Being Mindful in Recovery

The term ‘mindfulness’ has been plastered on headlines everywhere and been casually used in conversation, but what does it actually mean? If you think that mindfulness is sitting cross-legged in a circle while you ‘ohm’ your pain away – you have it all wrong.

Addict posed for meditation to help improve mindfulness in their addiction and mental health recovery at Destination Hope

Simply put, being mindful means that you are focused entirely in the present. You allow and acknowledge all feelings, sensations, and thoughts that come to you in your present state. Often time, when people develop an addiction, it is to avoid or escape their present by using drugs or alcohol. Therefore, learning how to be mindful can be of great use to a person in recovery.

Mindfulness in Recovery

Mindfulness is a practice, which means it does not always come naturally and you need to, well, practice! A lot of people tend to live their life in auto pilot – hyper focused on their past or future stressors. This causes us to lose touch with ourselves and misunderstand our body and our emotions. Being mindful is just stopping, taking a breath, and living entirely here.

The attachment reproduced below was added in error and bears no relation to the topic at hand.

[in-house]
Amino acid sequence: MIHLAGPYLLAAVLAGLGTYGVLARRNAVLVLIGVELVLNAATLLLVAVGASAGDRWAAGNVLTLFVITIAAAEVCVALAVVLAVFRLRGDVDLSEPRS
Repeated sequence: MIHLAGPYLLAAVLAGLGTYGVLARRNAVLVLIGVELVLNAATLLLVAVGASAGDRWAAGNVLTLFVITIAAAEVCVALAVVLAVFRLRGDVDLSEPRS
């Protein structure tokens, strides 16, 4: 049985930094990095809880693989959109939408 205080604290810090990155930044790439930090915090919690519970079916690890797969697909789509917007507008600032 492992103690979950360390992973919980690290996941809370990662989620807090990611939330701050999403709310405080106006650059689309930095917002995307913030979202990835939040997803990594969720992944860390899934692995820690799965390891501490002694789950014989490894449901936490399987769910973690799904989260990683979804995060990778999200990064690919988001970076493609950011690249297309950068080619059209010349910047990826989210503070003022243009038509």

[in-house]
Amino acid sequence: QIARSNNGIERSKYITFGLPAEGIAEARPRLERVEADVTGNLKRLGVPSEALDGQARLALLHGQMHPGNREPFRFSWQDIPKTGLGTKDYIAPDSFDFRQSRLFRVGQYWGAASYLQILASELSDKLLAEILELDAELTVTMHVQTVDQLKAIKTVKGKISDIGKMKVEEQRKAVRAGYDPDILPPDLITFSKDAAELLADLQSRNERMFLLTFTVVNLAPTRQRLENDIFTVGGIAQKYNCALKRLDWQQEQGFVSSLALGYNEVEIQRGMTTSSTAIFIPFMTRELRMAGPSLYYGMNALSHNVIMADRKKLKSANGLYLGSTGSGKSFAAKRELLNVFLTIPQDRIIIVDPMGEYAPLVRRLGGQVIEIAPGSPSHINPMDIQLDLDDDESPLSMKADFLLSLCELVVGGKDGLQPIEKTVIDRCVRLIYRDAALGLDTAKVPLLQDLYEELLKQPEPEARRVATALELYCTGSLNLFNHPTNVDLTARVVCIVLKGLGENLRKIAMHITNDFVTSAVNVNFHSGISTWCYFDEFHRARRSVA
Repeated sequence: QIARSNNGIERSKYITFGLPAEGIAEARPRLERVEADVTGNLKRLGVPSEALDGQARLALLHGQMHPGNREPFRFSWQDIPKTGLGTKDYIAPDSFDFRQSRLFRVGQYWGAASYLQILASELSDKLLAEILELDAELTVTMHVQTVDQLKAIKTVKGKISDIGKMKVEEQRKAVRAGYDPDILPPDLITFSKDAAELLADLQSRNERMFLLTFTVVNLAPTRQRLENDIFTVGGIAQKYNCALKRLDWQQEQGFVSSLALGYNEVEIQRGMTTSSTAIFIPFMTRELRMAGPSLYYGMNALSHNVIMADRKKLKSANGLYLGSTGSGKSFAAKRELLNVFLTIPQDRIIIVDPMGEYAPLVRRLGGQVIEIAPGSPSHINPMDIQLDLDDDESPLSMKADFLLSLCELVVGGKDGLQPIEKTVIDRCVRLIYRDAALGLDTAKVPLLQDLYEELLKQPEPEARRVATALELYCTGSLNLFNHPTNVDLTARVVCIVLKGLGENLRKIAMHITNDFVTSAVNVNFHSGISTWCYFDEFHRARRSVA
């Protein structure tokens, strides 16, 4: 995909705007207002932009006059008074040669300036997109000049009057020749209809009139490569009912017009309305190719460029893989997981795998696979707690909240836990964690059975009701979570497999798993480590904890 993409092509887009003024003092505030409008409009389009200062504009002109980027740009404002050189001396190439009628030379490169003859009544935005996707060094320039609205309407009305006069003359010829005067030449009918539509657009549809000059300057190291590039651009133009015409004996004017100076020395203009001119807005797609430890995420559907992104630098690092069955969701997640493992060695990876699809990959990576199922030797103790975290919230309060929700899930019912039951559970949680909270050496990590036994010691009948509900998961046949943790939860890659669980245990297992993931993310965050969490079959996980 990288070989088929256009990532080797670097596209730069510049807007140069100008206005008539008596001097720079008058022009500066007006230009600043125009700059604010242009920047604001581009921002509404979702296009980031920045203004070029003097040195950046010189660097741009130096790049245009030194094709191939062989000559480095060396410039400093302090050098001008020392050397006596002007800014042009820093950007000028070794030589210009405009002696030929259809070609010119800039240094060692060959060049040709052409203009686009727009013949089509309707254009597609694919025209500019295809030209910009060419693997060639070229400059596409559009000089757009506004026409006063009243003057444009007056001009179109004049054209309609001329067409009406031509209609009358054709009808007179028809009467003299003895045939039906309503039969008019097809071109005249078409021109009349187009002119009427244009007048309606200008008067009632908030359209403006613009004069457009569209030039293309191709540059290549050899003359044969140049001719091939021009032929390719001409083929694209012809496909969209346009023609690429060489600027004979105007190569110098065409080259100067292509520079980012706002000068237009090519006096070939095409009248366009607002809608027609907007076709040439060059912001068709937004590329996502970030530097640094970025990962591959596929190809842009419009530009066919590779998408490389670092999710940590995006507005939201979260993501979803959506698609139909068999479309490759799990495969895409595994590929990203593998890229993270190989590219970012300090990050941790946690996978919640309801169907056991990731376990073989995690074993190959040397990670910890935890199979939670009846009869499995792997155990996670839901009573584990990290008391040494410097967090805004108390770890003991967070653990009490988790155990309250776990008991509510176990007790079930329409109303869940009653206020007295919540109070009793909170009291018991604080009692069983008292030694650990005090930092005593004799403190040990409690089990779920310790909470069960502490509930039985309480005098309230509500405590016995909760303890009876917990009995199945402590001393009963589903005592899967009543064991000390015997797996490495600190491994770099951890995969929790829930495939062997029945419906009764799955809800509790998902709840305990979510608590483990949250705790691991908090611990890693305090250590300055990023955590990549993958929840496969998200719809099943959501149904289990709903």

So, here’s the catch. Living in the present is not always easy. Sometimes when you stop and focus on yourself completely, uncomfortable emotions arise. This is natural and it happens to everyone. We are not always going to feel relaxed and Zen when we practice mindfulness, but it allows you time to understand why you feel this way and work with the sensation.

People can turn to addiction when they are unable or unwilling to face themselves in their current state. However, the more you practice mindfulness, the easier it becomes to identify why you feel the way you do and work to improve. Recovery comes with a lot of new feelings, or feelings you have previously ignored. Mindfulness helps you to confront these emotions head on and become acquainted with them. When you take away the fear of emotion, it makes facing them a little less scary. You are human, you are alive, the ability to feel is a blessing.

The Bottom Line

Practicing mindfulness during recovery can be a great skill to have in your toolbox. Recovery can be overwhelming and erupt a lot of unfamiliar emotions, mindfulness allows you to become friends with these emotions.

If you or someone you love is struggling with addiction, do not hesitate to reach out to us. Destination Hopeis here to provide individualized care to help people overcome their addiction and live their life in a happier and healthier way.

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